Germany- Dachau (2)

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Lonely, cold, dark...Dachau

Dachau. The name is haunting. Images come to mind that are not so pleasant. It’s definitely not one of Germany’s most traveled cities. The town itself is situated in a small, quaint setting in the Bavarian countryside, not far from Munich. It was a town once known for its medieval architecture, beautiful castles and residences, and old age (earliest recording in 1,000 BC). However, these days, the most notable mention of the town has to do with its dark, cold past. Dachau was the site of the Nazi party’s first concentration camp and served as a model for future camps. Dachau was categorized as a labor camp, but thousands of innocent people lost their lives within these walls. Some 200,000 were imprisoned here. Statistics vary greatly as to how many died here, but the death toll is estimated to be in the 40,000’s due to starvation, disease (a Typhus outbreak on the camp), and gas. Among these victims were:

  • Jews
  • Polish
  • Russians
  • Jehovah’s Witnesses
  • Homosexuals
  • Communists
  • Royal figures
  • Clergy
  • Politicians

Despite the painful, grim past of this camp, it was still one of the sights I wanted to see during my time in Germany. Not because, I wanted to be depressed on the trip but because, it’s a major piece of history. We went over World War II countless times in history classes both high school and college.  But seeing pictures in some textbook doesn’t even begin to compare to actually being there, in it; there to feel the pain and monstrosities. To visit a place where so much turmoil, so much strife once took place, a battlefield of morality and human rights, a continuous struggle between good and evil…to see this place, reminded me of how truly lucky I am, to just be, living. To be able to wake up freely, see the rising sun. Simple things one takes for granted. These people were all robbed of that. Robbed of the right to live, to be. I was also haunted as to how people can become so twisted, so cruel, and become walking, brainwashed robots with an inability to differentiate between right and wrong, with no moral compass.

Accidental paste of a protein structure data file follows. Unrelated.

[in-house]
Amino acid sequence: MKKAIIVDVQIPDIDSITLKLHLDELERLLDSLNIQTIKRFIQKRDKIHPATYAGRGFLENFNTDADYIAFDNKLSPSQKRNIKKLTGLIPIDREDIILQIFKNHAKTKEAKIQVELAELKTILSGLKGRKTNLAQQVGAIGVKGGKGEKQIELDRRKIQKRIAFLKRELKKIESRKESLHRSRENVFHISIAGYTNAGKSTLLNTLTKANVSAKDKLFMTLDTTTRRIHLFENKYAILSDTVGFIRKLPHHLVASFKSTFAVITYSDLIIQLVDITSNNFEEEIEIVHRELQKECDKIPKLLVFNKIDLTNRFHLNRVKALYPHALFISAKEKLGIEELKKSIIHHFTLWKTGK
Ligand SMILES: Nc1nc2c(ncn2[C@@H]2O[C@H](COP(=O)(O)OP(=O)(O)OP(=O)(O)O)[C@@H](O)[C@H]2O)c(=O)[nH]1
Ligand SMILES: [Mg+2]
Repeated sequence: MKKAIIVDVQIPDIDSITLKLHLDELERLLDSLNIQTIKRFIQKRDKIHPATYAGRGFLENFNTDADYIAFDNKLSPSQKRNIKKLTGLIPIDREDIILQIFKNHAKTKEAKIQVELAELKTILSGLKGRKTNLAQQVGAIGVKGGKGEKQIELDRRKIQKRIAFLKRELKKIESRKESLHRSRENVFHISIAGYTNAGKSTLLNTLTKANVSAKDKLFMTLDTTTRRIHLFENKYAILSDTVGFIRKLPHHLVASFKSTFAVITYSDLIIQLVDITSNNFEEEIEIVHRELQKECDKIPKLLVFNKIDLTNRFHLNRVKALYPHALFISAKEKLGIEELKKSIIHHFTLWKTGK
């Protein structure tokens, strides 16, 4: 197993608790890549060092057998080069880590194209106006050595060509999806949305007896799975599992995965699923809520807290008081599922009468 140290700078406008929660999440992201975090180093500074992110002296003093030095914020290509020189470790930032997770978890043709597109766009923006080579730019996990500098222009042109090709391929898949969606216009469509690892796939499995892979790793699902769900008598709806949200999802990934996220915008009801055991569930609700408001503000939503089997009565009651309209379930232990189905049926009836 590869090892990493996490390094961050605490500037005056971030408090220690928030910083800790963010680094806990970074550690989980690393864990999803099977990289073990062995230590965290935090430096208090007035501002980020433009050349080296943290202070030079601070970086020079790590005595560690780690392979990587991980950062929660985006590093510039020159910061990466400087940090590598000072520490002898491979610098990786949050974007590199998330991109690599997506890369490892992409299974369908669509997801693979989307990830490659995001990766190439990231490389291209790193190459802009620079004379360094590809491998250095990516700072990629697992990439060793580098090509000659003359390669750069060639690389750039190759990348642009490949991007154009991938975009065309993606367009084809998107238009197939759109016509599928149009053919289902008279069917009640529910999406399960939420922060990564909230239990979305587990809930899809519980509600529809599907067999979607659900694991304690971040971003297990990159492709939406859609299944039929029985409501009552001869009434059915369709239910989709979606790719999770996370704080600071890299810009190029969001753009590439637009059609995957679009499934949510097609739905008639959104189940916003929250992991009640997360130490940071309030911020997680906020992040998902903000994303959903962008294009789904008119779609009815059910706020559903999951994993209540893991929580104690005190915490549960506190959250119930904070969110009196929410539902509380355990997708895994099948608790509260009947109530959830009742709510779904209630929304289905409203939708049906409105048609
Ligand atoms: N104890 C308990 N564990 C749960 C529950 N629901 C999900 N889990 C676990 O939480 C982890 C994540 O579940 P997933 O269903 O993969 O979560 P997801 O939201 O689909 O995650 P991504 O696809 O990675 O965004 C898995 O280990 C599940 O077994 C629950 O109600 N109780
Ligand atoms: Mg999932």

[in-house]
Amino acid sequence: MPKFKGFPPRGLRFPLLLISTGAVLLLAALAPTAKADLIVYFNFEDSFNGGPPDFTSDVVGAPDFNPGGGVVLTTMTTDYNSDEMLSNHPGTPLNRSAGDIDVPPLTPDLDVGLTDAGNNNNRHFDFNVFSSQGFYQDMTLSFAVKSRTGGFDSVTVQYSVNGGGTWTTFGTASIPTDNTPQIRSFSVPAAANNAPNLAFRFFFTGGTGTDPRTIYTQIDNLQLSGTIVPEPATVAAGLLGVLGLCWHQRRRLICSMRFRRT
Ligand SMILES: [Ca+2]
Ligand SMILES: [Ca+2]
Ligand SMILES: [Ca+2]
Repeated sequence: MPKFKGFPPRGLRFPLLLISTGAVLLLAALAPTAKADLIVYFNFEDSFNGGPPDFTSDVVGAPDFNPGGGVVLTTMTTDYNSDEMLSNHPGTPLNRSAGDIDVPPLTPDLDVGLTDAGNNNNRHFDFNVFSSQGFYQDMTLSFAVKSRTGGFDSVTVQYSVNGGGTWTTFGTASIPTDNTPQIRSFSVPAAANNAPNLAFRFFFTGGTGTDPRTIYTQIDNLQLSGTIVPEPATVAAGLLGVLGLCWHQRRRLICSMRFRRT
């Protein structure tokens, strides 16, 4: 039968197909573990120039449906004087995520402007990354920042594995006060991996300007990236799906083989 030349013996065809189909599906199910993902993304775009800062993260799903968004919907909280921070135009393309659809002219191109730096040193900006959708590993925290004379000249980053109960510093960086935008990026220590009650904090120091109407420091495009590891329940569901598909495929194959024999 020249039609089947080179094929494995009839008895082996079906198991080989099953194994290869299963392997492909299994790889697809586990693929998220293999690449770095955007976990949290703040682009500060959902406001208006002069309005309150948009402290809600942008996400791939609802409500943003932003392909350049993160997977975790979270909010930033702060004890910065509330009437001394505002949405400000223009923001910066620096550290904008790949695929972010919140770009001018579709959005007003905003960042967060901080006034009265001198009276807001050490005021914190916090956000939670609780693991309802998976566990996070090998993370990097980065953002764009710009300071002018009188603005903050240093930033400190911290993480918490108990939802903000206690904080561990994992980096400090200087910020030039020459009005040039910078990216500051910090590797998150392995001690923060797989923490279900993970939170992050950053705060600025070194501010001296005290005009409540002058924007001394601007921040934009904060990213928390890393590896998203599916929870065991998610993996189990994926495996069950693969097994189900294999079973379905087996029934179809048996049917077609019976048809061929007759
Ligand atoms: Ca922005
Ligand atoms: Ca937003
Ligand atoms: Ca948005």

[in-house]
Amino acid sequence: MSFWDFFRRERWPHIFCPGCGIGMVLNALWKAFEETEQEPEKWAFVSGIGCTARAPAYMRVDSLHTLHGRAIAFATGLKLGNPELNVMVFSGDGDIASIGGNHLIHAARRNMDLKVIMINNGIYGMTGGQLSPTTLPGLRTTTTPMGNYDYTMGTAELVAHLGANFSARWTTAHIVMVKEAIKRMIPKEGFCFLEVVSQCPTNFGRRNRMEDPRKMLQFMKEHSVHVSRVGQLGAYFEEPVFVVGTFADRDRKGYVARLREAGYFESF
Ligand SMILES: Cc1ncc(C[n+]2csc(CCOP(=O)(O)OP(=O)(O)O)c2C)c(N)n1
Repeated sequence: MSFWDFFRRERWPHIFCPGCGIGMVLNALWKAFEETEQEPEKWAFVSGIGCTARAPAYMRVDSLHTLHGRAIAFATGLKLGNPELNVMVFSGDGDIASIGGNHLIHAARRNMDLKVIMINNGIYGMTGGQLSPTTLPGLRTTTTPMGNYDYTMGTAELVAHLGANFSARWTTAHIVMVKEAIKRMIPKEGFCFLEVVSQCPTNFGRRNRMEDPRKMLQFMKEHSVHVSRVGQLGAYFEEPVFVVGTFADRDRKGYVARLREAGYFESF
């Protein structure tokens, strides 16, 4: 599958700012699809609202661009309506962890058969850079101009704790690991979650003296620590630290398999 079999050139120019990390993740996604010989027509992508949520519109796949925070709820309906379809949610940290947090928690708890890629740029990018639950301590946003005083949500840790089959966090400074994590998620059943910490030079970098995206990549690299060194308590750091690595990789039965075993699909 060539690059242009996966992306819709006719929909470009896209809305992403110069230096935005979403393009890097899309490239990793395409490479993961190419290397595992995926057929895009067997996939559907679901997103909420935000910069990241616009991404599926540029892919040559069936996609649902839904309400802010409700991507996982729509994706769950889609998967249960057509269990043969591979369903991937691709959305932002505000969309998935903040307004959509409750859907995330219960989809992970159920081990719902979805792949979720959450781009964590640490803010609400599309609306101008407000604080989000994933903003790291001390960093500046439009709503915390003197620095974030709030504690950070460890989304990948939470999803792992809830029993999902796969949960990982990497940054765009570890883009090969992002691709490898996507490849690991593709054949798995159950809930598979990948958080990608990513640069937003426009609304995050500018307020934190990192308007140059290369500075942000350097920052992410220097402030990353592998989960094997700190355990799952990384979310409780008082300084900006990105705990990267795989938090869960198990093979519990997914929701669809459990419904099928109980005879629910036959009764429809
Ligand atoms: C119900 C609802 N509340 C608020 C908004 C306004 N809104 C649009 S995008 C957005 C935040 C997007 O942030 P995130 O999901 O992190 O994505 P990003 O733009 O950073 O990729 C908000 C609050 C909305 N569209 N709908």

The atrocities committed here were still fresh in the air, like a stagnant funk of death and despair, just looking around at the place, there was a certain heaviness you could feel. The buildings did not look welcoming, somewhat frightening me. They came off as giant, wide open monsters, ready to swallow up innocent people, innocent in mind and soul, each with a life, a goal, a dream… this place specialized in shooting down all hopes and desires. Just touring the place, I felt pain; I couldn’t imagine waking up to the horrors that went on here on a daily basis.